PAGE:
Kera Wong

Sydney is a city that sticks to a schedule. Cafés open by 7am and lunch spots start serving around 11:30am. Both venues are usually done and dusted by 4pm — otherwise known as the shift change — the time where it is almost impossible to get a decent cup of coffee.

Global destinations are a little less rigid when it comes to structure, and local venues are beginning to offer a more flexible offering that can move with patrons throughout the day.

Enter the kissaten — a space that is less café and more coffee shop. The Japanese concept took off during the Showa era, with the tea-drinking rooms complete with record players spinning LPs.

As time went on, kissatens evolved into more specialised places, with some paying homage to jazz and others coffee. The kissaten had its boom before mellowing out in prevalence and popularity as foreign coffee chains entered the Japanese market. But what’s old is new again, and the classic kissaten has reemerged under operators who are casting a modern lens over the staple.

Global takes on kissatens can be found in London, New York, and Sydney — of note is Kahii. The Japanese-inspired CBD café specialises in coffee, matcha and boutique pastries during the day before morphing into a wine bar in the evening that serves old-world French wines and dishes from neighbouring fine diner Kuro.

Hospitality speaks to Kahii’s Kei Tokiwa and Edmond Loo about sourcing green beans and roasting in-house, mastering matcha recipes, filling the 3-5pm gap in the market for coffee and switching into night mode.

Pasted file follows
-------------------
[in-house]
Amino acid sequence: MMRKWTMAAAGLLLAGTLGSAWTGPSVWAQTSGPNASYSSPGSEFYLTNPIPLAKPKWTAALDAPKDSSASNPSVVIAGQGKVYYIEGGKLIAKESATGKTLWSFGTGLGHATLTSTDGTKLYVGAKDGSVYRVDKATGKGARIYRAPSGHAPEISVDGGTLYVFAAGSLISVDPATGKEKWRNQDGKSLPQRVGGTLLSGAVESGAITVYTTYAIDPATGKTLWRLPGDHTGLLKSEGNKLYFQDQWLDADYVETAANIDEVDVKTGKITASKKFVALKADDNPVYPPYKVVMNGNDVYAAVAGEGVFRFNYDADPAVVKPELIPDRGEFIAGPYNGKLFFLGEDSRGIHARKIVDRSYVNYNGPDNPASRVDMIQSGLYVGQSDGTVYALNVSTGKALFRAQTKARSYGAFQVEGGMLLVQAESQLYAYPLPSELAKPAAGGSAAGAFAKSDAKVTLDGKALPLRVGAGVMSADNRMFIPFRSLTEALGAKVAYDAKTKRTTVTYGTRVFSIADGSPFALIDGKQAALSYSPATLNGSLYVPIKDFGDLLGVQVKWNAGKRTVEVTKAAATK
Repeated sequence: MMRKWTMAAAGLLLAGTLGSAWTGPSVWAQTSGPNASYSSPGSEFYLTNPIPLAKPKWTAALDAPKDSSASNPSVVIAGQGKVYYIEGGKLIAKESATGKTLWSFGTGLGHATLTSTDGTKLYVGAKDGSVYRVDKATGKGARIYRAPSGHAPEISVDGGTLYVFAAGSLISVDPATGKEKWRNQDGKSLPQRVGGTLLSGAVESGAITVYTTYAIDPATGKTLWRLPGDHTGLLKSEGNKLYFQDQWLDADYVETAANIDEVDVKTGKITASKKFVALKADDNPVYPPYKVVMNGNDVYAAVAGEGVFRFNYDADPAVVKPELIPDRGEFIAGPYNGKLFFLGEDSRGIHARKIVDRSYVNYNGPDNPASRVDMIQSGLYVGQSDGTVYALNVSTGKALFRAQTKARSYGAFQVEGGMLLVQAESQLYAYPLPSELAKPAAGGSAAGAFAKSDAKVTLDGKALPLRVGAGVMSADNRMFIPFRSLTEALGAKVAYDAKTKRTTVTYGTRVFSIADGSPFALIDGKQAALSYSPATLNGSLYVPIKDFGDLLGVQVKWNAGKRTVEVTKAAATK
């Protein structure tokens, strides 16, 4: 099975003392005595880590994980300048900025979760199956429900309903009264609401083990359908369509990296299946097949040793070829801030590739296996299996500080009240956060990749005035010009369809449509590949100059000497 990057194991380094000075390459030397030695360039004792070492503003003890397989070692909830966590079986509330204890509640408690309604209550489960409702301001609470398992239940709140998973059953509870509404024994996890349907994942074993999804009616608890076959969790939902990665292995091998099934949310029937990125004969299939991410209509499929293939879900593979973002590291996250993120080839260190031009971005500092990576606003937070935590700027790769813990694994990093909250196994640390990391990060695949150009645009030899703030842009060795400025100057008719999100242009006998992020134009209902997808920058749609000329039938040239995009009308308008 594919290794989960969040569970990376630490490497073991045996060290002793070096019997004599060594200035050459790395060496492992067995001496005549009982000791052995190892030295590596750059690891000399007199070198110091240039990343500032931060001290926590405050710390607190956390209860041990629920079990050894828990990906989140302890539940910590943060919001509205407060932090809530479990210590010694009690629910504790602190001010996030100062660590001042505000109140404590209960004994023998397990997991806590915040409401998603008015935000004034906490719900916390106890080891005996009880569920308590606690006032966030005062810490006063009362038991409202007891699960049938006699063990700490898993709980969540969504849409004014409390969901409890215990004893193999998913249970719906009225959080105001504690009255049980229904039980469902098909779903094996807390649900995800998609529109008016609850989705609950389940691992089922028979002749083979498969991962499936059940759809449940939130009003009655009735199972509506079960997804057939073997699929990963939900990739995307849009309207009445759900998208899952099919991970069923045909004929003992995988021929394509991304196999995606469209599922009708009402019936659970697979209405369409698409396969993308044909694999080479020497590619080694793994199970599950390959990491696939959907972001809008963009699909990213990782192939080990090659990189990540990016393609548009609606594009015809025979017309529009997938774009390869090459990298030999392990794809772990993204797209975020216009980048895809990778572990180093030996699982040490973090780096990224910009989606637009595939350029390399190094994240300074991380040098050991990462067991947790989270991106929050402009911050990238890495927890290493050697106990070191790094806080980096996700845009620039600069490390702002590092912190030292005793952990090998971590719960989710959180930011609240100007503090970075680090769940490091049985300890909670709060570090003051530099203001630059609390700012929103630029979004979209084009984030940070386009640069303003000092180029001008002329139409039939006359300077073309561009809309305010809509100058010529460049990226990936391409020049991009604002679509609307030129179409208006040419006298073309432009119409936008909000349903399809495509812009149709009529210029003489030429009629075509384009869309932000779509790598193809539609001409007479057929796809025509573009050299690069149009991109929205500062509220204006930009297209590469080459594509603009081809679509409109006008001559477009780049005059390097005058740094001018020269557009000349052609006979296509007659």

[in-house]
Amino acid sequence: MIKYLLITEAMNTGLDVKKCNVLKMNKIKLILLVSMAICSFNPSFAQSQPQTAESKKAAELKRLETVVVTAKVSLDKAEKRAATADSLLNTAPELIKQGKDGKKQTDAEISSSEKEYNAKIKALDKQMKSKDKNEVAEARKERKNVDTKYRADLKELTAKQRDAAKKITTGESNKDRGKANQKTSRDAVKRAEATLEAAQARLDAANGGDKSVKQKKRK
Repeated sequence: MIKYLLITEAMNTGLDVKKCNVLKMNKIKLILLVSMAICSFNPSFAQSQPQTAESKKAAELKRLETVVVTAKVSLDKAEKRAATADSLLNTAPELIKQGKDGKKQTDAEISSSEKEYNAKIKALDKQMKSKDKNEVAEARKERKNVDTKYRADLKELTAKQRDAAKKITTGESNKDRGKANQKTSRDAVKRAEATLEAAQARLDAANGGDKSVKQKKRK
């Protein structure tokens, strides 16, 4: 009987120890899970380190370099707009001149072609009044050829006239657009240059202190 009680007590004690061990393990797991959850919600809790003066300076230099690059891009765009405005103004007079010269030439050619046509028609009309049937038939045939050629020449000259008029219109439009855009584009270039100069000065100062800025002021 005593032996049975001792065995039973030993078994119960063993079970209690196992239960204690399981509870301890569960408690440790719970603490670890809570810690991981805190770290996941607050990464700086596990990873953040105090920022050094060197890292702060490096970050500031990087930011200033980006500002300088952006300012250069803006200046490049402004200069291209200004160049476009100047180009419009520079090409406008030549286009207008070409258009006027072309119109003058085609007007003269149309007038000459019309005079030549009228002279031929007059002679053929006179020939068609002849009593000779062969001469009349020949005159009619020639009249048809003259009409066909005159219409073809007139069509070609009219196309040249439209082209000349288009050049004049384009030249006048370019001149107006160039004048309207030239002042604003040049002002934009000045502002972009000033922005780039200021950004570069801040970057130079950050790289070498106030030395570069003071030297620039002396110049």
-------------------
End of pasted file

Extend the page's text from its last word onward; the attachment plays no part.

Kahii’s modus operandi is two-fold. Specialty coffee is the first prong — and arguably, the backbone of a kissaten, but there’s a little more to it than that. “A kissaten is not just based on coffee, it’s a stop for salarymen before they go to work,” says Consultant
Kei Tokiwa.

“They go for a quick bite, a cup of coffee or something to drink. In a nutshell, it’s a café that really helped the economy back in the day and it’s where a whole workforce would hang out. Kahii is our take on kissaten culture and replicates the idea in a space that’s moody and intimate.”

Thanks to its Kent Street location, CBD workers comprise much of Kahii’s customer base, which presented an opportunity for Co-Owner Edmond Loo to establish a bespoke coffee offering which sees up to four single origins available at a time alongside a house blend.

Loo sources green beans from monthly cupping sessions, going on to roast them at various facilities around Sydney. “Kahii is pretty much an overhaul on specialty coffee,” says Loo. “I’m quite liberal with the beans I procure, and we push everything equally, so the customer has a variety of specialty coffee.”

Kahii’s house blend Gatsby is a combination of beans sourced from Brazil and Colombia, with Loo working with companies that specialise in each location. “The blend is quite stable, and we need two green beans that are available all year round,” he says.

“Essentially, I have created a recipe to bring out the better characteristics of what each bean can provide.” Gatsby has notes of dark chocolate, toasted almonds, raisins and “occasionally butterscotch”, with the blend becoming an instant crowd-pleaser among an older generation of coffee drinkers.

But there’s something new in the works for those who prefer a fruitier flavour profile. “There are more younger people around, so I’m roasting another house blend that’s catered to people who are more involved in the third wave of coffee,” says Loo. “The recipe has a 50:50 ratio of beans from Ethiopia and Colombia and gives me a more aromatic cup of coffee.”

A seasonal approach is naturally as relevant for coffee as it is for food. Kahii switches out its roster of single origins in line with availability and application. For example, Kenyan beans have recently been used for drip and Colombian beans for iced batch brew. “It all depends on the apparatus I’m using,” says Loo.